Local elections are so impactful to the future of transportation and mobility in Omaha. Take a look at the following questions from MSO and answers from candidates Pete Festersen & Sarah Johnson, running for City Council in District 1. Answers appear exactly how they were received and each district will have its own blog post with all candidates’ answers.
What are Omaha’s most pressing transportation needs? If elected, how will you address these needs?
Pete Festersen, D1 incumbent: “Omaha needs to do a better job at improving its public transit system and increasing opportunities for walkability, biking, recreational trails and alternative transit. As a council member I have consistently advocated and sought funding for such projects whether it was Omaha By Design Master Plan Amendments, Complete Streets, Transit Oriented Development, Vision Zero, ORBT, Keystone Trail Connections to Cunningham Lake, scooters, bike share, and many other projects. Clearly we need an overall strategy, however, to better connect those that need transit and to attract the skilled workforce of the future that is key to our economic growth. I would welcome the opportunity to work on this strategy and think now is the time in coordination with a growing coalition of advocates.”
Sarah Johnson, D1 candidate: “The most pressing need involves a shift away from car culture, achieved by communication around the importance of transportation systems and networks holistically, not just our current “car city” narrative supporting the utter dependence on cars. We need leaders who use active transportation so they have the perspective needed to really understand the issues first hand. One easily achievable step in that direction is redefining sidewalks as part of the transportation system and treating them accordingly. Right now they are not well defined and certainly not treated as important transportation corridors by the city. We’ve recently seen how simultaneously crucial, yet disregarded, our sidewalks are after winter storms and by amending the municipal code, we can classify sidewalks as part of our transportation system. Many other cities do this and we should too. ORBT and other public transportation doesn’t work without clear sidewalks. People with disabilities are essentially stuck without options during the winter due to the lack of prioritization with sidewalk clearing. Also, regular painting of crosswalks and stop bars and simply adjusting crossing times would be helpful. This is the first step toward a more equitable system of transportation. Baseline but essential.”
Should the Planning and Public Works Departments have separate directors, or should they be combined into a single entity?
Pete Festersen: “I’m open to the idea of a single entity. Although that would create a really large department with many different functions that could be difficult to manage, I would definitely like to see improved coordination between the departments when it comes to embracing new ideas, design principles, and more progressive development and transit concepts. That has been a challenge in my work for sure and greater accountability would be welcome.”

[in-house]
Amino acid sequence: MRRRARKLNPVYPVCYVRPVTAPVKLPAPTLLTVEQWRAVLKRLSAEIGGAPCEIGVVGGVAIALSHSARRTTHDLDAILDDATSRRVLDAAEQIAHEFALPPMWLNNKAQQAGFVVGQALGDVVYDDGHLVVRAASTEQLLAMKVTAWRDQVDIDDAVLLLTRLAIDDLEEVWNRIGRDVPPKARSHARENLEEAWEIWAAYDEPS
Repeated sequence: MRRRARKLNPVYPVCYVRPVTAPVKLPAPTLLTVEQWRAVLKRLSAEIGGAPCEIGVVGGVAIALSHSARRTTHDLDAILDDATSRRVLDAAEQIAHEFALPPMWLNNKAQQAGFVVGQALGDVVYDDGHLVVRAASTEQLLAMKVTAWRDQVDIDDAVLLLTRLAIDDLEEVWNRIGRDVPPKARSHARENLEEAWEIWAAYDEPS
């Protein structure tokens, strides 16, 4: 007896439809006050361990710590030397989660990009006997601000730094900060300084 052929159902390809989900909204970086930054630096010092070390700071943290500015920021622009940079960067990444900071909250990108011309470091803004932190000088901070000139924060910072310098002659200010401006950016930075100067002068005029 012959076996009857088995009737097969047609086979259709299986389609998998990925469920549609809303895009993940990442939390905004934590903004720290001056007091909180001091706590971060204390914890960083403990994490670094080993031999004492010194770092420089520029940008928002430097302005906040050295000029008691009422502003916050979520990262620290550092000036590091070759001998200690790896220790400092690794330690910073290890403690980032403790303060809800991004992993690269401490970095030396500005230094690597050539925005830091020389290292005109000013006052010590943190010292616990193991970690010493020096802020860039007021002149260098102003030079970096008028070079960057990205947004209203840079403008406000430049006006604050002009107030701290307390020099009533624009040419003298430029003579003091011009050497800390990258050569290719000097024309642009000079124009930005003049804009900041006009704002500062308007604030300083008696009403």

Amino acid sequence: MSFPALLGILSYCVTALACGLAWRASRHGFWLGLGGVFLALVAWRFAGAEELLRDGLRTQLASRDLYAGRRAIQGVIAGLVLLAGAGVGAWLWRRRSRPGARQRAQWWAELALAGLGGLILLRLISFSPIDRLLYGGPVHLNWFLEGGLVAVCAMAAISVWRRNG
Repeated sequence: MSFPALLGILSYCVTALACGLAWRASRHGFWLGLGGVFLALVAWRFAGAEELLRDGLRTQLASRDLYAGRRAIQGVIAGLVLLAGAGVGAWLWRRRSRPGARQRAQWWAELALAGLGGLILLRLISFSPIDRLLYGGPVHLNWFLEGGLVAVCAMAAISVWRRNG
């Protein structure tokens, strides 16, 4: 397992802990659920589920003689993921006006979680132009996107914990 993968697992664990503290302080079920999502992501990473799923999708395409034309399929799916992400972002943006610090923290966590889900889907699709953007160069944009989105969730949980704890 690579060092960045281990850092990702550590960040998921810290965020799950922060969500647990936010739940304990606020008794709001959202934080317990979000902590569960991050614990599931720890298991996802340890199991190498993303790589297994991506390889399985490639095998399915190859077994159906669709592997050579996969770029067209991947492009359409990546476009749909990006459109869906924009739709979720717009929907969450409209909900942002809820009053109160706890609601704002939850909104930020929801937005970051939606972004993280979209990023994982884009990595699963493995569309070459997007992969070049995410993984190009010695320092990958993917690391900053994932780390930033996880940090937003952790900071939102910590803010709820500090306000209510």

Sarah Johnson: “I don’t think they need to be combined necessarily, but currently they seem to be completely disjointed and working counter to one another instead of collaboratively. Constant communication and respect is key and needs to be addressed or the Directors should be replaced. Currently the two departments don’t seem to work well together and certainly don’t seem to share a vision for the city. I’d like to see the Planning Department actually make the plans for PW to implement. Right now, too much of the planning and direction comes from the PW department and I don’t understand why the only thing they seem to care about is moving cars quickly through an area. The Planning Department has good plans; let’s implement them already! Frankly, inter departmental communication across the city needs to be improved in addition to the way the city communicates with its residents.”
Last year, Omaha approved $200M in bonds to close the funding gap for street maintenance for five years. Is this a good long-term solution for funding our street maintenance needs? If so, why, and if not, why not?
Pete Festersen: “I believe this was a necessary step to address the poor condition of our street infrastructure throughout the city and to more proactively address potholes and unimproved roads. I was disappointed, however, that it didn’t also include allocations for pedestrian, bike, trail system and alternative transit improvements. That needs to be our next step.”
Sarah Johnson: “It’s irresponsible to use a bond for maintenance of this sort; this is a misused band aid and not a good long term solution. I’m upset that no one brought up the fact that if we use this huge amount of money to just re-build a system that we know is unsustainable, we’re not really making progress. The only way I would’ve been on board with this bond initiative, is if we said from the start that it would be used to build back more sustainable systems that don’t only allow car drivers to feel accommodated. As long as we keep just building wider, faster, smoother roads for cars, that’s what we’ll see: more cars that continue to decimate roads. Induced demand also works with non-car modes and I think we should’ve mandated that the roads will be built back with a more equitable mode split (not just all for cars). If we build safe and connected protected micro-mobility lanes, people will use them. If we make sidewalks wider and set back from the fast moving car traffic, more folks will be able to feel safe using them as well. Omaha is addicted to cars and it’s costing us big time. Bonds should fund innovation and long term investment and this isn’t that. The impacts of countless TIF handouts should be reassessed and the resources we’re giving to developers could instead stay in the city’s hands to fill potholes instead of using more tax dollars in the form of a bond.”